experiments, instruments & measurement book

The Lemon Story & Why It Matters


By Susie Tessel

People feel disconnected. But a community is only built with lots of connections.

Reinforced concrete has steel running through it. This reinforcement distributes any load placed on it throughout the adjoining steel and concrete members. The result is greater strength, because burdens are shared by the whole.

So it is with a community. By communicating frequently with personal and pointed observations, we can reinforce our connections to share the burdens of community members and thereby create lasting relationships. The importance of reinforcing these connections cannot be overstated. Many important steps are required, but all include the slow and methodical intermediate steps.

The most important of those steps is taking the time to share an insight, vignette or observation personally observed.

One of the best examples I knpen-blank-paperow of this was when I was teaching a sixth grade class. It was the beginning of the academic year, and the Jewish holidays fell similarly to the way they do this year. I wondered how to frame the idea of the etrog and lulav, and their meaning. What do they represent? To introduce this concept, I asked my class “If you were a fruit, what fruit would you be?” and “If the Jewish people were a fruit what fruit would we be?” One of the most impulsive students in my class was David. To control him better and to have better access to him, I put him near me. When I asked this question he started waving his hands wildly in the air and calling out “Pick me! Pick me!” Because he was waving his hand right in my face, I was distracted and inadvertently called on him. David answered, “If the Jewish people were a fruit, they would be a lemon.” My heart sunk. Making light conversation, I asked him “Why do you say that?” He answered, “Everyone knows that by itself, a lemon is really sour, but if you add a little sugar and water you get lemonade – and that’s really something special. That’s like the Jewish people. Without God we are nothing, but with God’s help we are really something special.” I was floored. It was so brilliant and beautiful. So I sent his parents a “Nachus Note” in the mail in which I described the assignment, and what David had said.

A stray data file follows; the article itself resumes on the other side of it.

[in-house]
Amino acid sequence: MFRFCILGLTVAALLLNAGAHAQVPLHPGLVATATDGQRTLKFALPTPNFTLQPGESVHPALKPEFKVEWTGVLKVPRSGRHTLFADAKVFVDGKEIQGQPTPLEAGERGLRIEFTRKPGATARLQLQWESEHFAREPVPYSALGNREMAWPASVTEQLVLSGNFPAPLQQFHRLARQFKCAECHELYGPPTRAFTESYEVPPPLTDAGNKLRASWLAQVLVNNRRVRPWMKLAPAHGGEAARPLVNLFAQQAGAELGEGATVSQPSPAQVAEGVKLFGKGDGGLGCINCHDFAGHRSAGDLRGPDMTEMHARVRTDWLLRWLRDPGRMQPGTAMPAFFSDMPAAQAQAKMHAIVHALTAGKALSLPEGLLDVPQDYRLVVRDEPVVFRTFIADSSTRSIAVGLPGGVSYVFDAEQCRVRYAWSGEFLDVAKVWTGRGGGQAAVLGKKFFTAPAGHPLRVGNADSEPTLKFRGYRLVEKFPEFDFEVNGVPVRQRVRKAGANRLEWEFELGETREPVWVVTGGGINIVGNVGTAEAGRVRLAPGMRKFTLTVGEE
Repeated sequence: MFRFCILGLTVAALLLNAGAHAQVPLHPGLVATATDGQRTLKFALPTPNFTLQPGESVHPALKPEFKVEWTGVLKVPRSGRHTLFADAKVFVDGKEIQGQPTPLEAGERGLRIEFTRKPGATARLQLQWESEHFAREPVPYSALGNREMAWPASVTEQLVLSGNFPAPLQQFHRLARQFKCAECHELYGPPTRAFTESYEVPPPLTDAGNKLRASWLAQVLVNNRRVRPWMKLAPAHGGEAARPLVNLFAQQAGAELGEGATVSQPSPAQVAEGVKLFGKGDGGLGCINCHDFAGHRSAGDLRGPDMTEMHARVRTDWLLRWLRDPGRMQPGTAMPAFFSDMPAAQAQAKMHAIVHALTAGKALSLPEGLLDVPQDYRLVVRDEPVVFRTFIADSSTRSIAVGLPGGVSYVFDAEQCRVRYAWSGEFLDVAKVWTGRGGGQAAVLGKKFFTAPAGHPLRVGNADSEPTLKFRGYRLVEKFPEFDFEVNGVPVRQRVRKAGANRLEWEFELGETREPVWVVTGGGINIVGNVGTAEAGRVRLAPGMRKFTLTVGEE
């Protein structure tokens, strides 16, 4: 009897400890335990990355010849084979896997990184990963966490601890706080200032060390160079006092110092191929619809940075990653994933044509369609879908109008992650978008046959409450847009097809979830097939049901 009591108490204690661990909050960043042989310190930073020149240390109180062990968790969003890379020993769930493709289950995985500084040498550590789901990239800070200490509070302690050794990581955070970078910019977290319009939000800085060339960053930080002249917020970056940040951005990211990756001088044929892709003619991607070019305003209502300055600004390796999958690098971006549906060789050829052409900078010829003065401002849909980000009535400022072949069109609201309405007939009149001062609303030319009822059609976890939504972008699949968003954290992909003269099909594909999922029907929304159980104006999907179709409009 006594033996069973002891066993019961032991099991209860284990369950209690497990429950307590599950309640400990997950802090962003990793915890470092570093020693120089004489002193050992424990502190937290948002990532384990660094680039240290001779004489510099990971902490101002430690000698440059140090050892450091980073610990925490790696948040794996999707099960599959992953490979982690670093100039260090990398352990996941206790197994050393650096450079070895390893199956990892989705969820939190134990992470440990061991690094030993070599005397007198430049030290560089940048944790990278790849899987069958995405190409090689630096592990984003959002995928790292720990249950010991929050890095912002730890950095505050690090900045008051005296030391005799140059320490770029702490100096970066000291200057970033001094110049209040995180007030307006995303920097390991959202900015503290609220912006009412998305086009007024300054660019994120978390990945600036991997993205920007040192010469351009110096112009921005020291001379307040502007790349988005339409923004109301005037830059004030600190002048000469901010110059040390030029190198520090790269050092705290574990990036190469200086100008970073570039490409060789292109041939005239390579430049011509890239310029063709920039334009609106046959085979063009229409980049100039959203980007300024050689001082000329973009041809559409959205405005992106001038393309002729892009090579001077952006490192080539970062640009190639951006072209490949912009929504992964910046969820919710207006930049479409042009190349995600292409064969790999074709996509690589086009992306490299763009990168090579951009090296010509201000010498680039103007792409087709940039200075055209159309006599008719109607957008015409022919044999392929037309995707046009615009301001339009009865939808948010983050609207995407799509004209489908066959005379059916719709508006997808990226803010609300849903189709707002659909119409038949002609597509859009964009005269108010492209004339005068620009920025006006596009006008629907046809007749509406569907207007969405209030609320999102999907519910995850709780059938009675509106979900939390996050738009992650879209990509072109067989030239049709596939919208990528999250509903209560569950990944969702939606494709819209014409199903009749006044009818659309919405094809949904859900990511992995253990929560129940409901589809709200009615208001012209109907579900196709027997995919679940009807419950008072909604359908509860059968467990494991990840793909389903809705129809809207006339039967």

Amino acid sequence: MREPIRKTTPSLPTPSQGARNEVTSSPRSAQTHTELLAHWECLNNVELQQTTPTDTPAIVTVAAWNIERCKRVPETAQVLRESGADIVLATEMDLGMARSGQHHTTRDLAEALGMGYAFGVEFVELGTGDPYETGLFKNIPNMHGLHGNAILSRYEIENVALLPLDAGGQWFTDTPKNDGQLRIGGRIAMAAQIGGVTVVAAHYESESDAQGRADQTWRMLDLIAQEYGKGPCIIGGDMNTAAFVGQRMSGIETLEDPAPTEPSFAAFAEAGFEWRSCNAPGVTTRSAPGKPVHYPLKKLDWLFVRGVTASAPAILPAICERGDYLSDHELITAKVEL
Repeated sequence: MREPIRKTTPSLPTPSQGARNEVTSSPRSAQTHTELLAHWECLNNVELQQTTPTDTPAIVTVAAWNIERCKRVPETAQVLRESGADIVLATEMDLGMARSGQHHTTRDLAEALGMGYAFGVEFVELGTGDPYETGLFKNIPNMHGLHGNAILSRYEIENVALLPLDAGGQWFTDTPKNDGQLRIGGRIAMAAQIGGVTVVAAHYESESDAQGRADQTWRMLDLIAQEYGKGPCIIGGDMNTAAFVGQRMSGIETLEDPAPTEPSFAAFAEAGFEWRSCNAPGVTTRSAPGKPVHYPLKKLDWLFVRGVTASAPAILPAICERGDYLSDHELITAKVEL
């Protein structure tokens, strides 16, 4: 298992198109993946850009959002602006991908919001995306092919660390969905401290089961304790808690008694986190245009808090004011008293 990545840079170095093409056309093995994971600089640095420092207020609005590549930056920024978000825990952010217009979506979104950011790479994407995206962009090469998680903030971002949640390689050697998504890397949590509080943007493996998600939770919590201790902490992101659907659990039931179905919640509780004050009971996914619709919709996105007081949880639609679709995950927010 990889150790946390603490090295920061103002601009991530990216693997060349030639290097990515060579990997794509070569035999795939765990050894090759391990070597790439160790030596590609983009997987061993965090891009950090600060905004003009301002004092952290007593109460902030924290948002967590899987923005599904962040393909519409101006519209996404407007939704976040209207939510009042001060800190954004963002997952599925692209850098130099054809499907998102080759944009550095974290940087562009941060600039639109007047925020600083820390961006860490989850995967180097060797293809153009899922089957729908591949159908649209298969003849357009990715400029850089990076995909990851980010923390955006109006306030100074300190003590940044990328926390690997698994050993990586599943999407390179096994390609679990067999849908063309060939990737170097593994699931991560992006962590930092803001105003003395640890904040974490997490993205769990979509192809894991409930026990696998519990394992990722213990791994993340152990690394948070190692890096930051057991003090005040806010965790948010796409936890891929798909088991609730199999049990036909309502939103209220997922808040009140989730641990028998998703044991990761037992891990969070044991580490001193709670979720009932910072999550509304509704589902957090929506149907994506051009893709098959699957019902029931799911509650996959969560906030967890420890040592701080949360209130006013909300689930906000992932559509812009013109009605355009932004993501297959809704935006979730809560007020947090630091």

The impact it had on their family was unbelievable. His mother actually came to class at the beginning of the next session. She ran into the class, hugged me, as she said, “Oh my gosh I can’t believe my son said this,” waving the “Nachas Note” in her hand. “I’ve never heard such nice things about him before in Hebrew school. Thank you so much… ” She did not stop talking, thanking and making the most effusive comments about me and my class!

And, from that moment onward, everything was so much easier, and so much more enjoyable both with her family and with her son.

You too can send “Nachus Notes”! A nachus note is a postcard sent to the home of each of the  students in class several times during the year.  The content begins, this nachus note is sent to share with you… extolling and describing a commendable action or contribution the child made to our class. Look around look for nice things that you see people doing. Prolong these incredible but fleeting moments- they are all too rare. Take advantage of these opportunities. When you see something commendable, share it! This makes it more permanent than a phone call that a distracted parent may not focus on at that particular moment, but can savor when things are quiet. That is why I sent the “Nachus Note” via snail mail – but an email may have worked just as well.

Communicate the good, share insights and observations and connect and reconnect. You will forge friendships that foster growth and learning, and help create a community with lasting bonds.


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